(This article has been cross-posted from SayPeople.com)
Astronomers have found a huge amount of cold molecules and dust grains in the supernova remnant - Supernova 1987A that surprised them.
Supernova 1987A was reported after an explosion of a massive star in the year 1987. That star was found in the nearby galaxy, the Large Magellanic Cloud located about 170,000 light-years away. According to astronomers, the supernova released about thousand million times more energy than the energy emitted by the Sun in one year.
Recently, astronomers used the Herschel Space Observatory and Atacama Large Millimeter/Submillimeter Array (ALMA) to study the supernova remnant and found huge amount of cold molecules and dust.
"The powerful explosion we saw in 1987 scattered elements made by the star into space in the form of a very hot plasma,” Mikako Matsuura from University College London, said in a statement. “The gas has now cooled down to temperatures between –250° to –170° Celsius [–420° to –275° Fahrenheit]. That's surprisingly cold, comparable to the icy surface of Pluto at the edge of our solar system. The gas has formed molecules and some have even condensed into solid grains of dust. The supernova has now become a super freezer!"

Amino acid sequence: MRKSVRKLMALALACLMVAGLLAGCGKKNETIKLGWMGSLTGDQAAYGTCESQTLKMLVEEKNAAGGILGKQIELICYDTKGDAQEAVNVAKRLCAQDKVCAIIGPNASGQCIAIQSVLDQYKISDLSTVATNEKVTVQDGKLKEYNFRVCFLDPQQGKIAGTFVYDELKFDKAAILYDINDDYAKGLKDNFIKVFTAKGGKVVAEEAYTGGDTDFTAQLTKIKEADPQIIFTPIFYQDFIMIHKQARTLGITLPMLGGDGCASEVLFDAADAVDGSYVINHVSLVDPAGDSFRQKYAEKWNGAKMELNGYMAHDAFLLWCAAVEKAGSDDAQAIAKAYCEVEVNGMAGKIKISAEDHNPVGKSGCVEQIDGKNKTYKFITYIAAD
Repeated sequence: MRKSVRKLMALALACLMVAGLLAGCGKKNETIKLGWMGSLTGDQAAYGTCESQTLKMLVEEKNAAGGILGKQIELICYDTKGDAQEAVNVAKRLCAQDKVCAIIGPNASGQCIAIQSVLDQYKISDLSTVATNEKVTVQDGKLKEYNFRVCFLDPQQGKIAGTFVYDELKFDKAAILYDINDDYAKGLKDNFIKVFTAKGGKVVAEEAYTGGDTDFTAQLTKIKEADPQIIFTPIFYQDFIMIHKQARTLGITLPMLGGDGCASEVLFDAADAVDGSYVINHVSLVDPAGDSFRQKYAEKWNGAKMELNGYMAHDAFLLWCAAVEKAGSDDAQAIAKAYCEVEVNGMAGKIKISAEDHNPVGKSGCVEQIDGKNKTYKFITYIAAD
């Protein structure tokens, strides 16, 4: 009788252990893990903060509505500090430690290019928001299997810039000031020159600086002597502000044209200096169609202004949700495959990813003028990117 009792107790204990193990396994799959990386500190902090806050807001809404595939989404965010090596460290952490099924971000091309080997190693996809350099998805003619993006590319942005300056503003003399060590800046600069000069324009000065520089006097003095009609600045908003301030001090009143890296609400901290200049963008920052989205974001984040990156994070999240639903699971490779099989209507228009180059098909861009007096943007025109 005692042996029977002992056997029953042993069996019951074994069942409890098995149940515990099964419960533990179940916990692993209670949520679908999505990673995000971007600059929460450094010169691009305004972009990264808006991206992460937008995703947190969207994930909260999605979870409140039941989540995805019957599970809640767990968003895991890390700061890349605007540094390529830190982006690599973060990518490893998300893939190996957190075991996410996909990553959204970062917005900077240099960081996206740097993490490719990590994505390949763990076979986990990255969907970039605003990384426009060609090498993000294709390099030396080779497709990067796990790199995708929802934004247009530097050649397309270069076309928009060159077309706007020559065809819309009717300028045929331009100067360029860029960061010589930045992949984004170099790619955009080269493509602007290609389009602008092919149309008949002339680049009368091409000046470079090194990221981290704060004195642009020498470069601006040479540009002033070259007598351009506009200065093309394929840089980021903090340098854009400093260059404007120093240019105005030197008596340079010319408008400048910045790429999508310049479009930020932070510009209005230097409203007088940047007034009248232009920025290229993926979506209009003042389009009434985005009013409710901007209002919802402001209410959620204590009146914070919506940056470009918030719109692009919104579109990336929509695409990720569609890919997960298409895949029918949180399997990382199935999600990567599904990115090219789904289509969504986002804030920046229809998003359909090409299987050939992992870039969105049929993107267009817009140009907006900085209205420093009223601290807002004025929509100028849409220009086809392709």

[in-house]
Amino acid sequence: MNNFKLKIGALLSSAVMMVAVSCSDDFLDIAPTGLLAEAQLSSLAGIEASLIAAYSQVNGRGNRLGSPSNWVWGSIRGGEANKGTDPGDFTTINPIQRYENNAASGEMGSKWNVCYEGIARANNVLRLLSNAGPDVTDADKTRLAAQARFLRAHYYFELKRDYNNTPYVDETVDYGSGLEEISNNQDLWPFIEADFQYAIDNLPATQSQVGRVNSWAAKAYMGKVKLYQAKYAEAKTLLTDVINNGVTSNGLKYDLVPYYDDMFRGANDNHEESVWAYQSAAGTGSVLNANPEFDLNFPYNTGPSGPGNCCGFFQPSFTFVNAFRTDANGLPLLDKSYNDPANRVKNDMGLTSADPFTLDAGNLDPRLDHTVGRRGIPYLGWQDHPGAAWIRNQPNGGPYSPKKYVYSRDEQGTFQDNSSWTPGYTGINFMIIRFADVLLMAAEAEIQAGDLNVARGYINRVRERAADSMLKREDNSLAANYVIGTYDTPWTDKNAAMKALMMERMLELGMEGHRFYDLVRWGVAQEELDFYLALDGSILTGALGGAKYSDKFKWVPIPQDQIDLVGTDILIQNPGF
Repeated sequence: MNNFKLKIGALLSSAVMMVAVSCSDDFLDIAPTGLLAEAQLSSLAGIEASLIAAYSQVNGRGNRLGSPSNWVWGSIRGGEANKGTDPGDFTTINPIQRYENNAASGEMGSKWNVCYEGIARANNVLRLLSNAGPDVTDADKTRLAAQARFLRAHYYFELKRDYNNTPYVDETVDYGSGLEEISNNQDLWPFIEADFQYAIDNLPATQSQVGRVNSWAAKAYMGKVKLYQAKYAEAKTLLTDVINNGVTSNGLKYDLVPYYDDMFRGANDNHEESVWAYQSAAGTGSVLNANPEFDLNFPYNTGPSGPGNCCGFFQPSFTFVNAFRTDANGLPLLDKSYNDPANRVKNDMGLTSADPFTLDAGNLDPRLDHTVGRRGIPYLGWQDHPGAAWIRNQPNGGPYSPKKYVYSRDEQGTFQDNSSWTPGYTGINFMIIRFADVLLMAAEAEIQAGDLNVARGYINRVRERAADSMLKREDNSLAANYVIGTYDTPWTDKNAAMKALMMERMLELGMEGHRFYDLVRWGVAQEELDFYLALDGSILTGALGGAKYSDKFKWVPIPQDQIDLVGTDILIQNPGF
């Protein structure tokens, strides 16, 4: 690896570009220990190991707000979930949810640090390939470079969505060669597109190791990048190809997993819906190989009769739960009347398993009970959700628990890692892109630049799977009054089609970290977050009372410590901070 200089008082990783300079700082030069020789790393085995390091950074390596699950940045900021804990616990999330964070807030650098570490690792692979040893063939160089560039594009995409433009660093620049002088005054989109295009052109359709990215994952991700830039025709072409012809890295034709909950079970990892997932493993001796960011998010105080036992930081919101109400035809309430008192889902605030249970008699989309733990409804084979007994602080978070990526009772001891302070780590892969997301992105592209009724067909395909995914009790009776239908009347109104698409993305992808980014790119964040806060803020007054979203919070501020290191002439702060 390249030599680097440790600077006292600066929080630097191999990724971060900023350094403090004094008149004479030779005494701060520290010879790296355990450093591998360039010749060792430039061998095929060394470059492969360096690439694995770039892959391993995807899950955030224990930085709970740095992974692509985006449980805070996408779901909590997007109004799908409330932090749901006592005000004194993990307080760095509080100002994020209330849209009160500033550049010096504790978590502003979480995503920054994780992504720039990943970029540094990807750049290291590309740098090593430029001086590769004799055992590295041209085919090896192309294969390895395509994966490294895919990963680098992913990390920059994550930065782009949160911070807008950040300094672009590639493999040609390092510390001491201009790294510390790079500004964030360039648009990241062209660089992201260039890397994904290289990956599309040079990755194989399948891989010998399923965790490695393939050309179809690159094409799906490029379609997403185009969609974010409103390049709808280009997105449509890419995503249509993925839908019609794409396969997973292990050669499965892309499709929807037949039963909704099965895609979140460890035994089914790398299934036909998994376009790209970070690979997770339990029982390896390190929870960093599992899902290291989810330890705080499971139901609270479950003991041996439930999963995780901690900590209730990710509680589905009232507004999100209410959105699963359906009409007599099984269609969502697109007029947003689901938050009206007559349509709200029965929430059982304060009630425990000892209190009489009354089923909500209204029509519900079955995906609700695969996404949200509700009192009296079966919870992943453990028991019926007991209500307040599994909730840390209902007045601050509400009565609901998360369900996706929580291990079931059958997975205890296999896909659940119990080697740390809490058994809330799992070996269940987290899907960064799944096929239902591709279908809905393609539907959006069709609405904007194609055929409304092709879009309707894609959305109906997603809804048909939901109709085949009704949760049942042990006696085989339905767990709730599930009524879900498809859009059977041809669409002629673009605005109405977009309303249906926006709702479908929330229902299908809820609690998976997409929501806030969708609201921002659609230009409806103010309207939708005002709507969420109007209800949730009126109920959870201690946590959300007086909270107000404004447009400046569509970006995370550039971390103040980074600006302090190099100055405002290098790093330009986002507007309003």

According to the observations, dust and solid material produced by the supernova was about 250,000 times the mass of Earth, or three-quarters of the mass of the Sun.
"We were surprised by the amount of dust and molecular gas in the reservoir created by the Supernova 1987A,” said Matsuura. “The ALMA and Herschel observations show that the reservoir contains carbon monoxide molecules equaling one-tenth the mass of the Sun. Herschel shows that the dust mass was even larger — about half the solar mass!"
"We don't get many opportunities to study supernovae. These events are very rare and the majority was found in very distant galaxies,” said Matsuura. “Even with relatively close ones, like 1987A, it's difficult. Although they are very bright at the time of the explosion, the light from the supernovae fades very quickly making it very difficult to observe them a few years after the explosion. Carl Sagan once said that: 'We are all made of star-stuff.' These results will help us understand how that material reached us!"